March 09, 2019

Why Marie Kondo’ing Your Online Life Isn’t The Answer

I often hear people say that social media ‘isn’t real life’. I suppose that is true in that it doesn’t represent the real world visually a lot of the time (who knows how many apps are used to edit, or how many laundry baskets are just out of sight) but the time we spend on it, using it, engaging with it? That is our real life now.

This is life; it is us. If you are being a troll online, you are being a troll in real life. And vice versa. I guess that can be a slightly depressing thought — that this is our lives — that we spend so much of our lives tapping on a screen. According to Ofcom, we now spend the equivalent of one full day per week on our phones (I reckon I spend more, sadly). No wonder a lot of us appear to be going through an uncomfortable phase of reframing our need for it and reminding ourselves not only why we use it, but how.

There appears to be new trend, offline and online, to “Marie Kondo” one’s life. An aim to gain some more control over our stressful, overwhelmed, overloaded modern lives. We should get rid of the things that do not spark joy, apparently. I am very much a fan of this life hack when it comes to removing mouldy socks from under the bed (they certainly do not spark joy) but can they same truly be done for our online lives? I mean, of course we should block or mute or delete things that are truly triggering . Or cause us any pain. For sure. My life has vastly improved the day I deleted someone toxic from social media.

But removing every little thing that offends us or makes us feel slightly anxious or envious? I’m not sure that’s helpful in the long run. I have been told many times to unfollow anyone who makes me feel less than, but sometimes I feel like that is just sweeping all my issues under the carpet. That Kondo trick only makes me feel like I’m avoiding the truth of the world, the issues we must look at, and the truth of my insecurities. ‘Out of sight out of mind’ isn’t that useful if you want to engage in the real world, make some change and accept the imperfections of the world.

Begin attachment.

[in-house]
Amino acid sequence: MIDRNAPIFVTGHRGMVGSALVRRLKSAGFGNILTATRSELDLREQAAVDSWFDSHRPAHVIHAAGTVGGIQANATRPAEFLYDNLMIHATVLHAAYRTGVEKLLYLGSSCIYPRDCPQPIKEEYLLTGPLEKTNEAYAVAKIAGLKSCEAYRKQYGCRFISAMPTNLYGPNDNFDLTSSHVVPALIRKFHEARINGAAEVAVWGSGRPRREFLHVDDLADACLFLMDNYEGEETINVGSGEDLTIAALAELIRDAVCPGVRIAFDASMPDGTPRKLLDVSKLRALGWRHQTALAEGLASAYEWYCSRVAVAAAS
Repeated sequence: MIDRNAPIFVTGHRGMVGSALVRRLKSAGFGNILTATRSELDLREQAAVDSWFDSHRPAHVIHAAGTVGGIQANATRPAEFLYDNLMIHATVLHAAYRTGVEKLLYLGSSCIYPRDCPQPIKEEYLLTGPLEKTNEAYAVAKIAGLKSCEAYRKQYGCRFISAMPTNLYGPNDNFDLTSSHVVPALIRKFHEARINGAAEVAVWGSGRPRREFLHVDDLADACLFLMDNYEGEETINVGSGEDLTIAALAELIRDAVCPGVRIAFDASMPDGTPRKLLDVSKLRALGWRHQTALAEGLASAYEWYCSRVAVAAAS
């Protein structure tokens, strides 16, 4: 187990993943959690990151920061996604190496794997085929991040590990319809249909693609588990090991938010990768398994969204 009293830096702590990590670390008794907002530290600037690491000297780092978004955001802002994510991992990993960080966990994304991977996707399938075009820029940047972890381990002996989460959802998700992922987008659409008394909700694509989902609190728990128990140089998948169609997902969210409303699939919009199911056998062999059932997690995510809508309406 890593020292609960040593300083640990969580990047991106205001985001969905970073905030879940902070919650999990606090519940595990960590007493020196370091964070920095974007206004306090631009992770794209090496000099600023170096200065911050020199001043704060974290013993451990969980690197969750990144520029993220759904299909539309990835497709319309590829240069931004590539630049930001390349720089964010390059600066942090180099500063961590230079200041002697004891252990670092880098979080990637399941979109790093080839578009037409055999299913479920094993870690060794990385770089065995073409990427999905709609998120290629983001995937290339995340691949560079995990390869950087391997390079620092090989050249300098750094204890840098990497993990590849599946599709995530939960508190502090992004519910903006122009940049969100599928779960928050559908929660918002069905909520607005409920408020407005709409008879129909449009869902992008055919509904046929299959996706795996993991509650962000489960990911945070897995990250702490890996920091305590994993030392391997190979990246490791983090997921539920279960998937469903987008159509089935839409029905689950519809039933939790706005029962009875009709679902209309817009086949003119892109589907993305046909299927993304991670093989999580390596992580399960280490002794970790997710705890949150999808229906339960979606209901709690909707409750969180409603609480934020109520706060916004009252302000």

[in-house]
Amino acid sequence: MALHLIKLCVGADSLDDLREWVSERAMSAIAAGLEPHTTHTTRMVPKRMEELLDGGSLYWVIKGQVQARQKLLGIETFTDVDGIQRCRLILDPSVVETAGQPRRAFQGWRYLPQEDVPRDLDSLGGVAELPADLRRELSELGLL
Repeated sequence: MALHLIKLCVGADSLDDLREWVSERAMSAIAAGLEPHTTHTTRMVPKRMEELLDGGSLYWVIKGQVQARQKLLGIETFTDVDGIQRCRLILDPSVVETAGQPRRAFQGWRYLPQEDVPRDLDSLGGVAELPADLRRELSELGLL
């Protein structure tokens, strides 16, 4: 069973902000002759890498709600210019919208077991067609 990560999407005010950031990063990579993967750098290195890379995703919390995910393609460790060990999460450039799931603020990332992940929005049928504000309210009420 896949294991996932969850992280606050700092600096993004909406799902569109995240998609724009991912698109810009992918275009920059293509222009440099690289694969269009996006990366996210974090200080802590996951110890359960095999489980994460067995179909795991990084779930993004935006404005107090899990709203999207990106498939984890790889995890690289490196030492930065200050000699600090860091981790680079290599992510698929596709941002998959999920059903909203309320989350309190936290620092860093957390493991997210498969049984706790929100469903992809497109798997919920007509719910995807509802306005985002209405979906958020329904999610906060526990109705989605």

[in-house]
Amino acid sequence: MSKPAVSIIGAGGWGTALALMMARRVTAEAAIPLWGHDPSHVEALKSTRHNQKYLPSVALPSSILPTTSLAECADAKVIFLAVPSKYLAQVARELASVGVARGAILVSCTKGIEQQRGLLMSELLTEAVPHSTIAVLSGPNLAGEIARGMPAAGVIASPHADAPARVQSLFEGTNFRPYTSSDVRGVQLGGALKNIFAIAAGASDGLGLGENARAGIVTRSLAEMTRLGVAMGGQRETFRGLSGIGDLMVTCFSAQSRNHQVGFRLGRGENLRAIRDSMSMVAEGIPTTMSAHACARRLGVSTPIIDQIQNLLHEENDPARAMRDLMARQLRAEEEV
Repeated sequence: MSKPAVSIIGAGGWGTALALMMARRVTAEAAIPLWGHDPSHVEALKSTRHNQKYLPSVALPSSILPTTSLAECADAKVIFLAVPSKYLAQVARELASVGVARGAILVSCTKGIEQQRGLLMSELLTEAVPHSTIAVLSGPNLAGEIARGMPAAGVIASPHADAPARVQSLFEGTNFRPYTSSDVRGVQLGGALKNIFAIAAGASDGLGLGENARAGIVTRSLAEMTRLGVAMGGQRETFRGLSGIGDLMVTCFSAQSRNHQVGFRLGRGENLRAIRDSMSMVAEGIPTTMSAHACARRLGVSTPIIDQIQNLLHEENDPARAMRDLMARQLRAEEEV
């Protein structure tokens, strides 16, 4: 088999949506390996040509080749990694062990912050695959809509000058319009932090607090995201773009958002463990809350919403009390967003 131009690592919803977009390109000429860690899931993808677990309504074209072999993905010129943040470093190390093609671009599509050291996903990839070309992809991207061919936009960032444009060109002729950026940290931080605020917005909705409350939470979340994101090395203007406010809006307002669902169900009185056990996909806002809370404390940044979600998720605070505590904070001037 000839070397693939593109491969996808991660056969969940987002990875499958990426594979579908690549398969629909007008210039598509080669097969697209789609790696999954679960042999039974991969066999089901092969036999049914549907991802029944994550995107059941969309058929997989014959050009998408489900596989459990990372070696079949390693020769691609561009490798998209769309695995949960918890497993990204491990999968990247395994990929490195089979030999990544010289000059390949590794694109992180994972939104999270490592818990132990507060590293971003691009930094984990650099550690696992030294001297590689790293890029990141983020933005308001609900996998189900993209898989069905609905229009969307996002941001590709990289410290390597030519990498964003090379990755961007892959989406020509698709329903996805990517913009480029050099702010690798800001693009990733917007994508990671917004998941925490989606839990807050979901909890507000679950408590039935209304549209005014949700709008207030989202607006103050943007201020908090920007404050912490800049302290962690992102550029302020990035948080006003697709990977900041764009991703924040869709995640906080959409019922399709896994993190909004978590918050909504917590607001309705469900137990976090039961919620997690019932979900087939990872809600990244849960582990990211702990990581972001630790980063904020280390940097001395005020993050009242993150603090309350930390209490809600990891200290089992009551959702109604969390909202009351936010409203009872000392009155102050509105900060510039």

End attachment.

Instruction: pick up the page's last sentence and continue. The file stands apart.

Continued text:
Perhaps social media, like life, cannot always make you happy. Perhaps there is no magic wand.

Life in 3D is messy, unpredictable and chaotic. We can try our best to minimize the bad things that enter into our lives, but ultimately we can’t totally stop it or control it. Small and big things that don’t ‘spark joy’ come into our lives daily: an annoying housemate; the sexist man in the pub; the state of British politics; the argument with a friend; the rude stranger on the bus; the person running to a meeting and spills hot coffee on you. Without sounding too hippy-ish, we can only learn how to react and deal with these things when life goes a bit wrong. We cannot just snip all the bad things out of life by using a #blessed hashtag.

I personally don’t want to always live in a make-believe Internet bubble of my own choosing.

A well-known influencer recently stated she was unfollowing anyone who doesn’t make her happy, sticking to only following other people who look and sound exactly like her. Each to their own, but is it just me who wants to sometimes step outside of my comfort zone online? To feel other emotions aside from just constant justification, affirmation and validation? I am making a conscious effort to follow a range of activists who often make me feel uncomfortable and often angry or on edge. I remember reading the book ‘The Positive Power of Negative Emotions’, and it made me realize the power of so-called negative emotion — they can be useful. Envy can often motivate you to self-improvement, sadness can often be you feeling empathy for other people’s situation. Perhaps happiness isn’t the only goal we should be chasing, and perhaps it’s impossible be sparking joy 100% of the time. Happiness for me is often a fleeting emotion. The quieter smaller, less Instagrammable moments can be rare and beautiful, and I’m okay with that.

One of my favourite New York Times writers Ruth Whippman wrote a book called The Pursuit Of Happiness on how (ironically) our undying quest for happiness can often leave us feeling more miserable. The concept of happiness is sold to us daily, after all it’s a billion dollar industry. We can’t trust what society says is supposed to make us happy — we have to do the work ourselves. Maybe unfollowing everything isn’t the answer, maybe we need to go a lot deeper than that and start facing up to our uncomfortable feelings, and be more open to exploring our full human range of emotions. Surely that’s #living.

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